Martin v. Zimmerman: Where John Carlson went wrong

Carlson made a crucial error in his controversial analysis of the Trayvon Martin case.
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George Zimmerman's acquittal sparked rallies like this one in New York City.

Carlson made a crucial error in his controversial analysis of the Trayvon Martin case.

In the apparently unending dispute that John Carlson has managed to unleash with his commentary on the Florida tragedy [Martin v. Zimmerman], we have him to thank not only for adding to the general confusion, but also for being wrong at least twice in his assessment of it. The span of four months between his initial radiocast and this subsequent reappraisal of the matter is certainly enough time for him to try to get it right.

Carlson would have us believe, in his own words, that his first assessment in March — that Zimmerman was a CrimeWatch volunteer “who apparently did just about everything a CrimeWatch volunteer SHOULDN’T do, such as following the 17 year old teen when a 911 dispatcher advised him not to, confronting him when he had no business doing so, and shooting him” — was “based on what the network news media had been reporting … and it was almost entirely wrong.”

What, we ask, was wrong with this account? Did not Zimmerman get out of his car and follow the teenager? Did not the 911 dispatcher advise him against doing so? Did not Zimmerman shoot the youngster? Nobody, including Zimmerman, has denied this much of the evening’s events.

For Carlson, however, “eyewitness testimony and physical evidence” backs up Zimmerman’s side of the story to the effect that he was confronted by an angry kid who punched him in the nose and proceeded to pound his head on the sidewalk. But that’s Zimmerman’s story!

Unfortunately (in the view of many), it’s the side the jury chose to believe, but that doesn’t transform it into either the “truth” or “the facts” concerning what happened that night.

In the extended discussion of Carlson’s column that has ensued, I started to count the number of times reference was made to “the truth” or “the facts.” I finally gave up. The only truth about the matter is that we’ll never know what actually occurred that night. The facts will forever remain obscure and unknown. And that brings us to Carlson’s second error.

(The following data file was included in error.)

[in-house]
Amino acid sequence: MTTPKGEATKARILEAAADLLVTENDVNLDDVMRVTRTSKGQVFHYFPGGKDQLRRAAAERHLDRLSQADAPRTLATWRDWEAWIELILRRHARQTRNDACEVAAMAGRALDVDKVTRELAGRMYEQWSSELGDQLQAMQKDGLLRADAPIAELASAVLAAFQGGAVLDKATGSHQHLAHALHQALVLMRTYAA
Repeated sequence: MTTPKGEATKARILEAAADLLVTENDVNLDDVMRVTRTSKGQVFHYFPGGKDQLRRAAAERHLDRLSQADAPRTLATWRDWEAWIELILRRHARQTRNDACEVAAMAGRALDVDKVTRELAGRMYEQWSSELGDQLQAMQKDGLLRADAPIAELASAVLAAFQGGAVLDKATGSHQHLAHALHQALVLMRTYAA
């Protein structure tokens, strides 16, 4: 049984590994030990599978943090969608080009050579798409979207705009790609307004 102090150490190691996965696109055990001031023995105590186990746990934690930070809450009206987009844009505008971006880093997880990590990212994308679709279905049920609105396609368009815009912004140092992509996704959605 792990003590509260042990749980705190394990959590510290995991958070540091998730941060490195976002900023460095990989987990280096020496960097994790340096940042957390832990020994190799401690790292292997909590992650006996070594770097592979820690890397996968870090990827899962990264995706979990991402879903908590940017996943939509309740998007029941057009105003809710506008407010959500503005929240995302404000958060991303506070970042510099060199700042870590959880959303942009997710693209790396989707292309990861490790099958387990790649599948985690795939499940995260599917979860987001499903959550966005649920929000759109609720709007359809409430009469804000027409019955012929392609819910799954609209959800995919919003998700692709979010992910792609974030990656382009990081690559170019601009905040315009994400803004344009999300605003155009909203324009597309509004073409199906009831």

His rant against the news media for having misled the public “about the facts” may or may not have substance. But his apparent assumption that the trial established what the facts are is hopelessly naïve. Criminal trials are no more a reliable device for getting at the truth of what happened in a given incident than are media reports.

Trials are exercises in legal combat between professionals who do their best to make their side of a story convincing. There are continual accounts from across the country of prosecutors who omit evidence or testimony that might exonerate a person accused of a crime. They are matched by the stories of defense attorneys who go to exorbitant lengths to make an accused person appear innocent.

But abuses aside, criminal trials are based on an adversarial process in which one attorney represents the interests of the state in maintaining order and providing for the safety of its citizens while an opposing attorney represents individuals accused of disturbing that order or of harming the safety of others. In the trial itself, it is the job of attorneys to secure a conviction or win an acquittal by whatever legal or ethical means they can employ. Each side will try to present its version of the case at hand in the best possible light for the interests of the people, in the case of the state or for the accused. Each side will seek to discredit the other's evidence and witnesses.

Whether this is the best way to achieve justice has long been debated in legal circles, but no one who comes anywhere near the courts would think the process gets at “the truth.” At best, it can only determine legal culpability responsibility or its lack.

We might all have been better served if Carlson had tried to help us understand the limits of the legal system in trying to mete out justice in such highly controversial instances as the Martin-Zimmerman case, rather than trying to justify its outcome and using it as an occasion to vent his distaste for Al Sharpton and the mainstream media. The bottom line is: a jury has spoken, no matter how much many of us might disagree with what is said. Let’s leave it at that.


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